In this case, the High Court considered the validity of a notice to complete served by the seller of commercial premises. Under the terms of the contract for sale, the seller was obliged to provide vacant possession on completion, but the premises were still occupied when it served its notice to complete and they remained occupied after the deadline to complete passed. Nevertheless, although the seller was arguably in breach of contract itself, the buyer had not rescinded the contract for this reason and the seller was therefore entitled to rescind the contract when the buyer failed to complete in accordance with the notice. It was, in any event, immaterial that the premises were occupied when the notice to complete was served. The case highlights various problematic issues that can arise when a notice to complete is served, as well as the need to carefully assess associated risks from the outset.
On 21 December 2015, the claimant contracted to sell the commercial premises known as Hillbit House in Manchester (the "Premises"). A deposit was paid by the buyer and the contract required that the seller provide vacant possession on completion. Completion was to be no later than 30 June 2016, but the buyer's interest in the contract was assigned to the defendant and the completion date was simultaneously extended to 1 December 2016.
As the revised completion date approached, the buyer became aware that the Premises were still being occupied. Nevertheless, notice to complete was served by the seller on the buyer on 8 December 2016 (the "NTC"). In the ordinary way, the NTC recited that the seller was ready, willing and able to complete, and required the buyer to complete within 10 working days, time being of the essence. However, the buyer refused to accept the validity of the NTC, on the basis that the Premises were not vacant. The buyer estimated that it would take the seller at least a few days to vacate the Premises of the various people and chattels in situ, so it argued that the seller could not possibly be "ready willing and able" to complete in compliance with the contract.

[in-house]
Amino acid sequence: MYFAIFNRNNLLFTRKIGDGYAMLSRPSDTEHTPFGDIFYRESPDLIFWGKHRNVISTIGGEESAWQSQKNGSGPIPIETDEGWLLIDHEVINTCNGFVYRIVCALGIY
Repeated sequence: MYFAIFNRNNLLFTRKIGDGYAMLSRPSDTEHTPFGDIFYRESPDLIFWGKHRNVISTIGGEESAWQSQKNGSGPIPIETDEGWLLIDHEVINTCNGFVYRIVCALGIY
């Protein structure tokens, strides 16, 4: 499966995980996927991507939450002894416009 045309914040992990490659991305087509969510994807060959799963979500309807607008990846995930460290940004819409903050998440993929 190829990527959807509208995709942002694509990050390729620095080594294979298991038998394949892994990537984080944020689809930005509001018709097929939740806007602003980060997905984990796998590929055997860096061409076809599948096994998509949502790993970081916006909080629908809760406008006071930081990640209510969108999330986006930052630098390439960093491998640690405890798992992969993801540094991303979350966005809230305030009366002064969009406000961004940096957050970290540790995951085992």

The seller maintained throughout that the NTC was indeed valid. It argued that it was only required to provide vacant possession upon completion. In the circumstances, it served notice to rescind the contract shortly after the deadline for completion passed and forfeited the buyer's deposit. Nevertheless, the buyer refused to accept the position taken by the seller and applied for unilateral notices to be registered on the seller's title for the Premises, in order to protect its alleged rights under the contract. The seller subsequently issued proceedings on 6 July 2017 for the unilateral notices to be removed, so that the seller would be free to sell the Premises to a third party. The buyer counterclaimed for an order for specific performance, obliging the seller to sell the Premises to the buyer.
In a final twist, the buyer served its own notice to complete on 21 July 2017, again on the basis that the contract had not been validly rescinded.
The key issue before the Court was whether the seller's rescission of the contract was valid, even though it had not obtained vacant possession of the Premises when it was served. After all, it may have been impossible to provide vacant possession before the deadline for completion stated in the NTC. Several parties had occupied the Premises at the relevant time and witness evidence supported the contention that it would take some time to obtain vacant possession.
The Court made the following findings:
Notices to complete provide a helpful tool to apply pressure when completion is delayed, but their use is not without risk for the serving party. Once time is of the essence, both parties are obliged to complete within the stated timeframe. This rule can catch a serving party unprepared to complete and inadvertently entitle the recipient to rescind the contract. Ideally, if a challenge is going to be mounted concerning the notice's validity, this should be dealt with as soon as possible, so that a right to rescind the contract doesn't arise first. Furthermore, an innocent party with the right to repudiate a contract must be careful to elect to either rescind or affirm the contract, before risking waiving its right to rescind. In such situations, whether buyer or seller, we recommend seeking urgent advice to ensure the most advantageous strategy is adopted.